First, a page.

Ketchikan City Hall on June 11, 2020. (Maria Dudzak/KRBD)

Ketchikan’s city council is rethinking how to distribute millions in federal pandemic relief aid. The council hit the “pause” button on a planned $2.5 million transfer for the borough’s small business aid program Thursday.


Council members have set aside roughly half of the city’s total of roughly $12 million in CARES Act funding.

Some of the city’s programs have attracted quite a bit of interest — city officials told the council Thursday they anticipated that $1 million set aside for rent and mortgage assistance would be gone in the next few days.

On the other hand, a program set up to help boat owners with harbor fees wasn’t seeing as much interest. Less than 10% of the roughly $300,000 set aside for moorage assistance had actually gone out as of mid-August.

Here’s City Council Member Mark Flora’s take.

“60 days or so into this program, I think the unemotional analysis is [that] programs are both cumbersome and really aren’t working as well as, as we had hoped. So we said we would reevaluate this and I think the present is an excellent time to do that,” Flora said at Thursday’s meeting.

Flora said he’d support redirecting some funds from lesser-used programs to fund direct payments for people who have taken a financial hit from the pandemic.

Some suggested taking money from the harbor fee program. But Ketchikan’s port and harbor director, Steve Corporon, pushed back, saying he expected an uptick in applications following a lackluster salmon season for fishermen.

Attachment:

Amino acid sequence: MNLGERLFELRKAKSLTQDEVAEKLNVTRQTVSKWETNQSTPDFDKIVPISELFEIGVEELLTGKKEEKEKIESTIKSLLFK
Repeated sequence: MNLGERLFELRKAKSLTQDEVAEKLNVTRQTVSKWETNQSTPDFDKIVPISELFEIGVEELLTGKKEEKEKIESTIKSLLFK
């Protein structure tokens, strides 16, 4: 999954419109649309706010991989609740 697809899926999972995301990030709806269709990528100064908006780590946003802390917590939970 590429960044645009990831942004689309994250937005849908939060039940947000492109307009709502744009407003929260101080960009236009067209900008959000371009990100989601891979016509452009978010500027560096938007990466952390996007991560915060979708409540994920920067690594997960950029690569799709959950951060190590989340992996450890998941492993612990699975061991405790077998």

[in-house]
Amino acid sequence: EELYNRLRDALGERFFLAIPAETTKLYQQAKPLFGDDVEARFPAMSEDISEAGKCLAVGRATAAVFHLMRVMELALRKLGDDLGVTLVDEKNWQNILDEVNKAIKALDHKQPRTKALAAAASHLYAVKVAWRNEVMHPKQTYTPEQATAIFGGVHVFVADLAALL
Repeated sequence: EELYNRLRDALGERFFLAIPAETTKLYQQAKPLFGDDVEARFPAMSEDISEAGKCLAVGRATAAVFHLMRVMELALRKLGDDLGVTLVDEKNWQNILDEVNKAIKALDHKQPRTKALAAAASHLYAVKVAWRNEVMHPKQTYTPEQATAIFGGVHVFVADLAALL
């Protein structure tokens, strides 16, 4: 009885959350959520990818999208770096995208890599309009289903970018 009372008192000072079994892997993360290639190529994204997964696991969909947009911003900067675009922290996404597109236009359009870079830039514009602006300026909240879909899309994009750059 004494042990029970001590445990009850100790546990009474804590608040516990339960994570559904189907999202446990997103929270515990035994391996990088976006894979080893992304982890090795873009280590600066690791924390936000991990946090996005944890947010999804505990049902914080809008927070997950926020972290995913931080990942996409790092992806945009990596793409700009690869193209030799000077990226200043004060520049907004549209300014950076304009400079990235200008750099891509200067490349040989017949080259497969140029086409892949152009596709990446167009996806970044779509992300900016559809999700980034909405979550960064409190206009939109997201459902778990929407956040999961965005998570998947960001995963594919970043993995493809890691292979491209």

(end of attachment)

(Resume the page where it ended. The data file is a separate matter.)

Going into Thursday’s meeting, city council members looked poised to green-light about $2.5 million for a small business assistance program run by Ketchikan’s borough — the council had already approved the transfer in concept.

But the council was a little cooler on the prospect Thursday. City Manager Karl Amylon put it this way:

“If the money that we’re going to send over is just going to sit there, I don’t think that’s what you want,” Amylon said.

“No,” Council Member Judy Zenge replied, “So can we postpone this?”

That’s what the council did — members unanimously voted to push the $2.5 million small business aid transfer to their first meeting in September.

Amylon said he’d bring back recommendations for how to use that money — how much should go towards the borough’s business assistance program and how much could potentially be redirected elsewhere.

City finance officials say they also expect to bring back plans for a second round of aid, roughly $3.1 million. They’ll have to spend that and another $3.1 million third round by the end of the year to avoid handing that money back to the federal government.

Ketchikan’s city council meets again September 3.